Behind the Dish: The Black Friar's Heritage Tomato Salad

A recent visit to Salford's historic boozer and we nearly tripped over a box of tomatoes on the way in...

By Manchester's Finest | Last updated 6 September 2022

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I recently visited The Black Friar in Salford, a truly fantastic pub which I seemingly recommend to everyone, and very nearly went completely arse-over-tit over a box of tomatoes that had just been delivered, and thus began a 50-mile odyssey to where they were grown.

You see, it wasn’t just because I very nearly tripped over the box and went head-first into a saucepan, no – my eye was immediately caught on their colour, shape and size – a consequence of only ever really seeing tomatoes in their red one-size-fits-all homogeny at the supermarket.

After a bit of a chat with Head Chef Ben Chaplin, we arranged to get in the car a few days later and head on down to Daresbury near Frodsham to visit the source of these magnificent little fruits – Growing @ Field 28.

A family-run urban farm, the project itself was developed by the husband and wife team Jan & Kevin Dobbs, who actually also run a successful dental practice on the site, but in 2018 decided to follow in their parents and grandparents’ footsteps and grow produce.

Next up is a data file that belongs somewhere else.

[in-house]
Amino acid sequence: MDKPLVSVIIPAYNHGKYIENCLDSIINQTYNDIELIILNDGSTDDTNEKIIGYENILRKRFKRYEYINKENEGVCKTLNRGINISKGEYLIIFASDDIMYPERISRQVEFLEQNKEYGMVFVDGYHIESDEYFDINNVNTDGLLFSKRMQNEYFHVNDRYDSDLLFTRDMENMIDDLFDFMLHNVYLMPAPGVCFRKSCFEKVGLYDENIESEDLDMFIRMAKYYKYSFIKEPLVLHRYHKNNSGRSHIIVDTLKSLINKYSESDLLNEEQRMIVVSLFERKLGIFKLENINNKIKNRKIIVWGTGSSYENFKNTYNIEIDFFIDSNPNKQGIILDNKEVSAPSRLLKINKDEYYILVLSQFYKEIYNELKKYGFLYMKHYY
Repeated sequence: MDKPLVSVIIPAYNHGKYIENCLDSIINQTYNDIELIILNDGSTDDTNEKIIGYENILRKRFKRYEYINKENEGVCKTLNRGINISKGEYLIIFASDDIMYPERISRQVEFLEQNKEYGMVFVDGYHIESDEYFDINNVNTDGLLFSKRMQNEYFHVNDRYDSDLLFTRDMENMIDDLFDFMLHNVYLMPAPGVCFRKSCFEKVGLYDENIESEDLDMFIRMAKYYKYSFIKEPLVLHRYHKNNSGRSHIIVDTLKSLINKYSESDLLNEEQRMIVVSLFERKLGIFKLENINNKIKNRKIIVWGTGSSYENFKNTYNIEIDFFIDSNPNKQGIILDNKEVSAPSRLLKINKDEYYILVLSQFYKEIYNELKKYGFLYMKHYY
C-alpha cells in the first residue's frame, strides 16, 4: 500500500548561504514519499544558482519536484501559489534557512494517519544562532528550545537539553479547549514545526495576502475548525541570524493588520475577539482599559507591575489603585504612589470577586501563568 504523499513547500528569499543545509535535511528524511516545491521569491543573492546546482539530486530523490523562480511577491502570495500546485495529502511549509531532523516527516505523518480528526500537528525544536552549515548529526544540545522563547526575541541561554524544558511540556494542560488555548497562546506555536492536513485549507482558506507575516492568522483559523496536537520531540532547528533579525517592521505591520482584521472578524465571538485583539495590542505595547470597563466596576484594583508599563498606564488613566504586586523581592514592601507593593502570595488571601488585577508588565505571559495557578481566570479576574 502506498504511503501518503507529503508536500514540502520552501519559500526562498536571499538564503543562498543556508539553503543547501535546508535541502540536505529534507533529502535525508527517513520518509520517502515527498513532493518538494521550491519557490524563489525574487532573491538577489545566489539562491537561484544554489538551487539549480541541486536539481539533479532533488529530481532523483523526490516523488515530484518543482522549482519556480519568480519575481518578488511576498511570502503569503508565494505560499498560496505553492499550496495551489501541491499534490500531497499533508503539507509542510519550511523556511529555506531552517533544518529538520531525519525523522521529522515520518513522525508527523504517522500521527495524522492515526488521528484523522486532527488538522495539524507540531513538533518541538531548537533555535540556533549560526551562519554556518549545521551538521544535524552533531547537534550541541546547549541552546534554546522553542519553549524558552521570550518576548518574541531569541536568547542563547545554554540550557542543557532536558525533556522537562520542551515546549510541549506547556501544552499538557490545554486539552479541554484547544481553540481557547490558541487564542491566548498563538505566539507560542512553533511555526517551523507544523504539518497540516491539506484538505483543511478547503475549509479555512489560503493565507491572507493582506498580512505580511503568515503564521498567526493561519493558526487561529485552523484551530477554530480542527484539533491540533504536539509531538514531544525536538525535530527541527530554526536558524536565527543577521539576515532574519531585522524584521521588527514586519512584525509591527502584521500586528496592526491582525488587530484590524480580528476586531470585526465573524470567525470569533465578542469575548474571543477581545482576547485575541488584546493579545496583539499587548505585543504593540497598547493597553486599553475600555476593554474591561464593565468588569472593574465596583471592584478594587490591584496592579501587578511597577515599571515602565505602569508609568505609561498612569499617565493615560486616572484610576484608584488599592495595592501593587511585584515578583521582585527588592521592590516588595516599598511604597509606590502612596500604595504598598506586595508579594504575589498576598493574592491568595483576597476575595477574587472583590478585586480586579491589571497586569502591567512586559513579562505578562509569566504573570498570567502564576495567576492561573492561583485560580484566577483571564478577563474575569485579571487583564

We met up with Head Grower Matt Smee, who is a book of endless knowledge on anything agricultural, and the amount of time and effort that goes into each grow is staggering – leading to truly outstanding products. He showed us the tomato patch – growing around fourteen different varieties each year – with production split in half between cherry tomatoes and heirloom.

As I’m sure you are aware, supermarket tomatoes are grown for their shape and size, leaving them watery and completely flavourless. Comparing them to heirloom tomatoes and the difference is stark. They’re grown specifically for how they taste, with each one imperfect, individual, and unique in size and shape, completely packed with flavour.

We took a box full of the tomatoes back to The Black Friar where Chef Ben made us their Heritage Tomato Salad. The tomatoes are topped with fresh herbs and toasted pine nuts and drizzled with olive oil. It might sound simple, but the tomatoes do all the talking, every single one tasting different to the next.

The tomatoes from Growing @ Field 28 are just a small ingredient amongst the many that Ben and his team get through every single day at The Black Friar. All locally sourced and seasonal, it’s not hard to see why the historic pub has become such a foodie destination since its opening, even catching the attention of Jay Rayer back in December last year.

There’s much to recommend on the menu, but you should definitely try the Heritage Tomato Salad next time you’re in – you’ll never look at a supermarket tomato the same again.


Heritage Tomato Salad @ The Black Friar

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